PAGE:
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At typewriter: Dorothy Parker

April 4, 2011 | 10:53 am


Dorothy Parker was one of the members of the Algonquin Round Table, the group of 1920s-era writers and artists and intellectuals that included Harold Ross, who would soon found the New Yorker magazine. Parker, already known as a critic, was one of the names that helped Ross get the magazine off the ground. 

Parker, who wrote short stories in addition to her criticism, is known for a New York-sharp wit, on display in poems like "Resumé":

Razors pain you;
Rivers are damp;
Acids stain you;
And drugs cause cramp.
Guns aren’t lawful;
Nooses give;
Gas smells awful;
You might as well live.

As identified as she was with New York, Parker also spent quite a lot of time in Los Angeles, where this 1941 photograph was probably taken. Doesn't that look like a script she's holding? While here, off and on from the 1930s until the early 1950s, she wrote for various studios. She received two Oscar nominations for her screenwriting -- for "A Star Is Born" (the 1937 version starring Janet Gaynor) and 1947's "Smash-Up: The Story of a Woman" starring Susan Hayward.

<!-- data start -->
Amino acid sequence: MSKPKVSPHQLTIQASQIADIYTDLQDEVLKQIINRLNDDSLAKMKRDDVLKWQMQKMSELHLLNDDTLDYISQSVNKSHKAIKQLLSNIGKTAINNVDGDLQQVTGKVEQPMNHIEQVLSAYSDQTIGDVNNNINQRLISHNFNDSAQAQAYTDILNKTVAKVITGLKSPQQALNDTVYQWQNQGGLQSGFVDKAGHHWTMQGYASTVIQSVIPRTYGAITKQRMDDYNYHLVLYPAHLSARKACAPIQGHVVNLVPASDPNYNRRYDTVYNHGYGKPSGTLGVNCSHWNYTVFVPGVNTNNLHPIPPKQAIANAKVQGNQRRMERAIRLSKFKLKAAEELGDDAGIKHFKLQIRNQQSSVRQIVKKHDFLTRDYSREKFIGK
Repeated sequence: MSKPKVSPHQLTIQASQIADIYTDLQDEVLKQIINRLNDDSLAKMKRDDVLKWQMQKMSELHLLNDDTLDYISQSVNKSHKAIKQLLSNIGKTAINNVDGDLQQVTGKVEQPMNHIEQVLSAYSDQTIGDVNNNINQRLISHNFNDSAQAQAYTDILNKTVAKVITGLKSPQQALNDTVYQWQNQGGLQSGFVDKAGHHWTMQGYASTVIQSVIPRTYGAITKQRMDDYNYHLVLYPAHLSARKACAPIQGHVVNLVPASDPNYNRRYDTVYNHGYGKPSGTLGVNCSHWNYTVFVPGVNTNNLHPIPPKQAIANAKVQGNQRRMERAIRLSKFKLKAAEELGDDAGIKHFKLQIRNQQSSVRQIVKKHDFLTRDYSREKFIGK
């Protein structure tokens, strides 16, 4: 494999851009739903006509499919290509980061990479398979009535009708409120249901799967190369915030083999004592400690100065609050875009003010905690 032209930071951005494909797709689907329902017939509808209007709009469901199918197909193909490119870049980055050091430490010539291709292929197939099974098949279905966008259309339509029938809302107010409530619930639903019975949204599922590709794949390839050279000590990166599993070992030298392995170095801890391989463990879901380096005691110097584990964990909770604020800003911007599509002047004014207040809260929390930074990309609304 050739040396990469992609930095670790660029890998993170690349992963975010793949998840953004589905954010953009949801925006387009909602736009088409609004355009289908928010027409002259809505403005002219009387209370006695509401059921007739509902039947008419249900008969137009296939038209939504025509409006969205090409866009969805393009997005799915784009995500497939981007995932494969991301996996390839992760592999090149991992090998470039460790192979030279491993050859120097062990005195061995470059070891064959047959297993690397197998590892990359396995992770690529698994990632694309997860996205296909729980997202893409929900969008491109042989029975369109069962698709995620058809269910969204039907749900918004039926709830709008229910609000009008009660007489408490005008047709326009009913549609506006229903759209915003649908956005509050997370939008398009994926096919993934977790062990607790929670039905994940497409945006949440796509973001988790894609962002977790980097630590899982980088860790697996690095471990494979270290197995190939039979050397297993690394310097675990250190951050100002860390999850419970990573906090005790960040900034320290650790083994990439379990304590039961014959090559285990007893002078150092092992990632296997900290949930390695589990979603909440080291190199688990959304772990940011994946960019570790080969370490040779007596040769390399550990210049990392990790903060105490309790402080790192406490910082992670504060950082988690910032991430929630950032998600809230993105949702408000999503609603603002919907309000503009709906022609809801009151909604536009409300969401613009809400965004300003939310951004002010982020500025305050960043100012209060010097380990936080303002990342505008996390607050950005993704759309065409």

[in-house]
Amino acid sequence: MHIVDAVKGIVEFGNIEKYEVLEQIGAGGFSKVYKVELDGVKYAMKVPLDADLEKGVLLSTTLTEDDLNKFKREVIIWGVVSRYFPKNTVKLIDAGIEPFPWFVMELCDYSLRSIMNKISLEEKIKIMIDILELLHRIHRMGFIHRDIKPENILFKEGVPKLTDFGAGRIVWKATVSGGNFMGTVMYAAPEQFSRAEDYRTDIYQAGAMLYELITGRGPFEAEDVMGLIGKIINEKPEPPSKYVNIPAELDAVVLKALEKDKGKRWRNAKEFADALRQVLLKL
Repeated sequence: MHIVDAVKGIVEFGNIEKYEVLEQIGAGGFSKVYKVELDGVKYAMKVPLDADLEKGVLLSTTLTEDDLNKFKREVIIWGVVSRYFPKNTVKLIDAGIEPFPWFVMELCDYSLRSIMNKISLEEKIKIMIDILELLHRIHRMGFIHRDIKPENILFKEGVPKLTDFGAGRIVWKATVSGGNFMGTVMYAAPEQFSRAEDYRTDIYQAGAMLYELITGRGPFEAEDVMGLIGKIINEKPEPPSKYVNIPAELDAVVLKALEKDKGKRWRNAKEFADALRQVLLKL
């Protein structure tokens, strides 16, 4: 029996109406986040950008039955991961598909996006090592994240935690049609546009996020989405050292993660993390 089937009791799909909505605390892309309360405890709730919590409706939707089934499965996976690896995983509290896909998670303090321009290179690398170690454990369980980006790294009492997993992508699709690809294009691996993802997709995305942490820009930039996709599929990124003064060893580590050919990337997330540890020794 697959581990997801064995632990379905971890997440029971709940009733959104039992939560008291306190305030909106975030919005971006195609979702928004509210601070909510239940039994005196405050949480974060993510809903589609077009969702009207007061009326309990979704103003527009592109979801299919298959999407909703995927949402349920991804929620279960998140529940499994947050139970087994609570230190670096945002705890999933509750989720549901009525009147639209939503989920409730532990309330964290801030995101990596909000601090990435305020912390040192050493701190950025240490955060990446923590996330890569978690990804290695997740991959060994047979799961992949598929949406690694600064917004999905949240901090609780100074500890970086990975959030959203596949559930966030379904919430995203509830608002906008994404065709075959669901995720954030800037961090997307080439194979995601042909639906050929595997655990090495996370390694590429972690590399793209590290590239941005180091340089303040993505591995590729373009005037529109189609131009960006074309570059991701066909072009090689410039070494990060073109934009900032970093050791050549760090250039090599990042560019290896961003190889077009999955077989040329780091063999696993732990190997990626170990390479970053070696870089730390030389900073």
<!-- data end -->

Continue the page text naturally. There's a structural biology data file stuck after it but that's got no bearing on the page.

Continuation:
This weekend, Flavorpill posted a photo series of authors with their typewriters. They've got one of Parker too -- plus William Faulkner, William S. Burroughs, Sylvia Plath and more.

-- Carolyn Kellogg

Photo: Dorothy Parker at work in 1941. Credit: Associated Press.